Follow Live-stream: 2019 Dana Farber Young Adult Cancer Conference Keynote

This weekend I am honored to give the keynote speech to open the 16th Annual Young Adult Cancer Conference at Dana Farber. I have benefited immensely from this program, and cannot wait to join everyone tomorrow. My speech will be live-streamed at 9:15AM EST. You can follow via: DFCI webcast or going to the Young …

Sick of Being Sick

I’m sick of being sick. I’m sick of laying on the couch. I’m sick of having to cancel plans I made months, weeks, or days in advance from grabbing a cup of coffee to going on spring break vacation. I’m sick of feeling good for a day or two, thinking I’m on the mend, only to realize I was being tricked. I’m sick of my doctors and I knowing what my symptoms are, but not knowing why. I’m sick of not knowing when I’ll feel better for a sustained amount of time.

Ho’omaika’i ana

Yesterday, my partner and I returned from a much-needed, relaxing trip to Oahu. We had an amazing time. Even though my hair started to fall out from my radiation treatments, my ever-present medical condition momentarily faded away. We slept...a lot; We rested at the pool, the beach, and back at the pool; We coasted around …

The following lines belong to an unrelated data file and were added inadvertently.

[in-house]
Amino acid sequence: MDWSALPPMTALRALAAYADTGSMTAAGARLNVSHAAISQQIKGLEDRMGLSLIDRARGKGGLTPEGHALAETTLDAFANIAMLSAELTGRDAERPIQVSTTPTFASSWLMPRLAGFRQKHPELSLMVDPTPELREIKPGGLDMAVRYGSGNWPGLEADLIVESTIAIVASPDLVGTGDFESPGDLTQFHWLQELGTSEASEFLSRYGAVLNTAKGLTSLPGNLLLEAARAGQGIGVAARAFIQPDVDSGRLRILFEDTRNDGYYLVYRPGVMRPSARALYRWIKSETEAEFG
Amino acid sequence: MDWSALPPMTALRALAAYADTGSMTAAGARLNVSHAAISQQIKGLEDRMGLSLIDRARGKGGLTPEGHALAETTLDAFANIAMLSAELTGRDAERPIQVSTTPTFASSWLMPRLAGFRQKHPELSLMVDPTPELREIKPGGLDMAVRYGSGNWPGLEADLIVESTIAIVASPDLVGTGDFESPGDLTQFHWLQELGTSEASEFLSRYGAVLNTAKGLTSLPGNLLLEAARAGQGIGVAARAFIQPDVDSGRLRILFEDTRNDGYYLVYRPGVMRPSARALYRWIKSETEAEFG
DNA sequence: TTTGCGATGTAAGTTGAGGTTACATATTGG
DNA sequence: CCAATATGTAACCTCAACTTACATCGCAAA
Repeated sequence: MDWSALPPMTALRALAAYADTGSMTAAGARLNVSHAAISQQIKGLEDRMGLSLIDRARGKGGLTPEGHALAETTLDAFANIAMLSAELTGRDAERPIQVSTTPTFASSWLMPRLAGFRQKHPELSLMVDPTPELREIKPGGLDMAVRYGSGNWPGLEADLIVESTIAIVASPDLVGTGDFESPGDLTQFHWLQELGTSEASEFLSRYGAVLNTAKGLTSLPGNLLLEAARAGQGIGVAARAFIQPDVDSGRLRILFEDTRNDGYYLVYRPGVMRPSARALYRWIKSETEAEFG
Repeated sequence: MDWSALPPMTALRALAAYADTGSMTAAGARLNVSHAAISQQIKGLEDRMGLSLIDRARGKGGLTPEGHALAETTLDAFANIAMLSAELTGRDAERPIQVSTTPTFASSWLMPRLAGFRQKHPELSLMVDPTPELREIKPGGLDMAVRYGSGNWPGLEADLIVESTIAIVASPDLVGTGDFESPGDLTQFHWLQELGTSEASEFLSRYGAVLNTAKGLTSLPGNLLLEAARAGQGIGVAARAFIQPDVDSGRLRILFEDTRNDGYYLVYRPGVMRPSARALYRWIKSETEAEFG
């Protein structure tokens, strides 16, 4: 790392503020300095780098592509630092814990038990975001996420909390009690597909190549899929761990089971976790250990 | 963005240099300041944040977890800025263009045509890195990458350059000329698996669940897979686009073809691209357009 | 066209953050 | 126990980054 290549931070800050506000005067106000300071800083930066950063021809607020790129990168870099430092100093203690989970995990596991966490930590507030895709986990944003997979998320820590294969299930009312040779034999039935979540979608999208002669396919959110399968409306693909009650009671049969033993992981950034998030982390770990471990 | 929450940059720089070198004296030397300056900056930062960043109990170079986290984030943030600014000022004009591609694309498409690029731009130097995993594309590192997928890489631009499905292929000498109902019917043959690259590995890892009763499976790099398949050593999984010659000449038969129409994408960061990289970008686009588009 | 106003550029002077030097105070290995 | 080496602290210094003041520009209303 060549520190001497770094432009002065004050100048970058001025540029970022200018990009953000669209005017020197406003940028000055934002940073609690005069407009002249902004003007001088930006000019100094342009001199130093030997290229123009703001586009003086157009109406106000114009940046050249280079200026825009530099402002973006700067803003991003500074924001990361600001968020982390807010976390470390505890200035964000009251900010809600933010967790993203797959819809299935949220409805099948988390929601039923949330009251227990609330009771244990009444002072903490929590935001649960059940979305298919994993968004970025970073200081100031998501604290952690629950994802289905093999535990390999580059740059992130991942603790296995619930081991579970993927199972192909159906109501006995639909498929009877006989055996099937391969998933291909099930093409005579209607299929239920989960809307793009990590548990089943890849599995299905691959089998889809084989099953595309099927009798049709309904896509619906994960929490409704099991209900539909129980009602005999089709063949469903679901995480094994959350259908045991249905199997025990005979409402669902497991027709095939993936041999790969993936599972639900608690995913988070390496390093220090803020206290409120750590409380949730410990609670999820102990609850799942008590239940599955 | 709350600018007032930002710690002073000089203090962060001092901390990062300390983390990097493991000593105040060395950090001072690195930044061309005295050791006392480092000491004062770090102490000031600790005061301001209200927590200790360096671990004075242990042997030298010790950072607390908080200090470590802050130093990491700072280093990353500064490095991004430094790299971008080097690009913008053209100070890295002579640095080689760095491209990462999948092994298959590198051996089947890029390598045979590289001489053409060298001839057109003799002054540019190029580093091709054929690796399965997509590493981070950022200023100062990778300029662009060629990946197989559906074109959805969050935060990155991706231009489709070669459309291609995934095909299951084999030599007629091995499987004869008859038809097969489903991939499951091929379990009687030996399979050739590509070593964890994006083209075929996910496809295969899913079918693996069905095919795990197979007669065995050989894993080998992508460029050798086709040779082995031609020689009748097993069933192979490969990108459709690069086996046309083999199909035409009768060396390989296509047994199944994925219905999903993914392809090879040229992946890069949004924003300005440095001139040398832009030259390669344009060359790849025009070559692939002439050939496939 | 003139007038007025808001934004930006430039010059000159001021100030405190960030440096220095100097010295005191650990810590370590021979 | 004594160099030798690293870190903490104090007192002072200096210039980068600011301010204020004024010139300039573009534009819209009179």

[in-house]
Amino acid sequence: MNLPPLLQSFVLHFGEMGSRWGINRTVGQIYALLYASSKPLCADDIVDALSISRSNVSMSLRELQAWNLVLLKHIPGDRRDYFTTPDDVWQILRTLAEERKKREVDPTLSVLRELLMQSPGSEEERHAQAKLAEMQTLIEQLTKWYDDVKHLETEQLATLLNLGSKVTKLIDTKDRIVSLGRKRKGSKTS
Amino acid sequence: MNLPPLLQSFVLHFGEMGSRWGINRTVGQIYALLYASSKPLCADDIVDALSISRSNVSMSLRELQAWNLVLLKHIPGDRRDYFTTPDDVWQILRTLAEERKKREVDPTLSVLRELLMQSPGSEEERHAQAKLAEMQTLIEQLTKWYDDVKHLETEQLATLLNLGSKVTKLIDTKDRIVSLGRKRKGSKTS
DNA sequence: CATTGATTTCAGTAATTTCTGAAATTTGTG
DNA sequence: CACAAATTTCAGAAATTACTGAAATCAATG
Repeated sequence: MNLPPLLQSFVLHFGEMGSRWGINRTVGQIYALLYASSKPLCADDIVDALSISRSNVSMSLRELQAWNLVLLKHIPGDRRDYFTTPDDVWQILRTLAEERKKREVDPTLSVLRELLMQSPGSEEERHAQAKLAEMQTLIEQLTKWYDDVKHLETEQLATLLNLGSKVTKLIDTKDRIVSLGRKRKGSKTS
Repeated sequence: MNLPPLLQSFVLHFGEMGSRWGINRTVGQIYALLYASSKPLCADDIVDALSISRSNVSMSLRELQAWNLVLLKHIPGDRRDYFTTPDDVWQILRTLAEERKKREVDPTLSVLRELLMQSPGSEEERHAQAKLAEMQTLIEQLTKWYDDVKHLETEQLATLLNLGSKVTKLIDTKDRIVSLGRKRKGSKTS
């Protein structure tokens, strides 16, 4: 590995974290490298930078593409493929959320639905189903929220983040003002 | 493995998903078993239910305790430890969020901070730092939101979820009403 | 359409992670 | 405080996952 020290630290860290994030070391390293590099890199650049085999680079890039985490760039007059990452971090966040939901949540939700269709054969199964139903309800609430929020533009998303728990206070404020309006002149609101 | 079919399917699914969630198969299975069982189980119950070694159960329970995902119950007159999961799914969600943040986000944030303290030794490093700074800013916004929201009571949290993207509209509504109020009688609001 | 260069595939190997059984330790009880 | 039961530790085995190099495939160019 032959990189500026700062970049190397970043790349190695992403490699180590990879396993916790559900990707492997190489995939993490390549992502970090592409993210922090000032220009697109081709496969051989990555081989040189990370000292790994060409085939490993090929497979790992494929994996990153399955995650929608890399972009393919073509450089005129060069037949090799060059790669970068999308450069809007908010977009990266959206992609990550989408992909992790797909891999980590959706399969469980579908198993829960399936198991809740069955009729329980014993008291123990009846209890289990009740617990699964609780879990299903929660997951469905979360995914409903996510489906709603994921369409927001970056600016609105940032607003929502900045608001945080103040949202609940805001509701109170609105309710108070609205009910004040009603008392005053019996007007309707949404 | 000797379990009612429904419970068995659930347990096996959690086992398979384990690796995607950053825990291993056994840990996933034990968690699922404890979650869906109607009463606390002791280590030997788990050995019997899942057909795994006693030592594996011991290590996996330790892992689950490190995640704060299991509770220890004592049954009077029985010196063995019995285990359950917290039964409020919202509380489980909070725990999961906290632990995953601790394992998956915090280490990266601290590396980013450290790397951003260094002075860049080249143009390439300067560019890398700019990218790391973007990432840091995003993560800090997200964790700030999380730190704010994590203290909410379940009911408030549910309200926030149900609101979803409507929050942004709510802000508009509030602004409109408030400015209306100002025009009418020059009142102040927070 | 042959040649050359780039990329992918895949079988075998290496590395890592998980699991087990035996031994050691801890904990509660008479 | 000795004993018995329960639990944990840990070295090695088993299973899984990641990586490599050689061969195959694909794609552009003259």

Changing Course

September 25th, 11am: I sat in my doctor's office at UCSF waiting for the results of my MRI. I've been in this same office numerous times with a picture of mountains hanging on its sterile white walls. Even as a medical student, I wonder why we design doctors' offices this way. If you're going to make it all white, keep it all white without putting up a picture of a place patients would rather be. Otherwise, and preferably, make the room more warm, welcoming...human.

In Thinking About my Death, I Discovered How I Truly Wish to Live

For months, I had two task reminders saved to my computer’s desktop. The note on the left side of the screen listed the assignments I still had to complete for school. The note on the right side of the screen read: “Fill out advance directive.” These notes were a daily reminder of my conflicting identities. The left-side version of me: a 26-year-old medical student with many opportunities ahead; the right-side version of me: a young adult living with terminal brain cancer.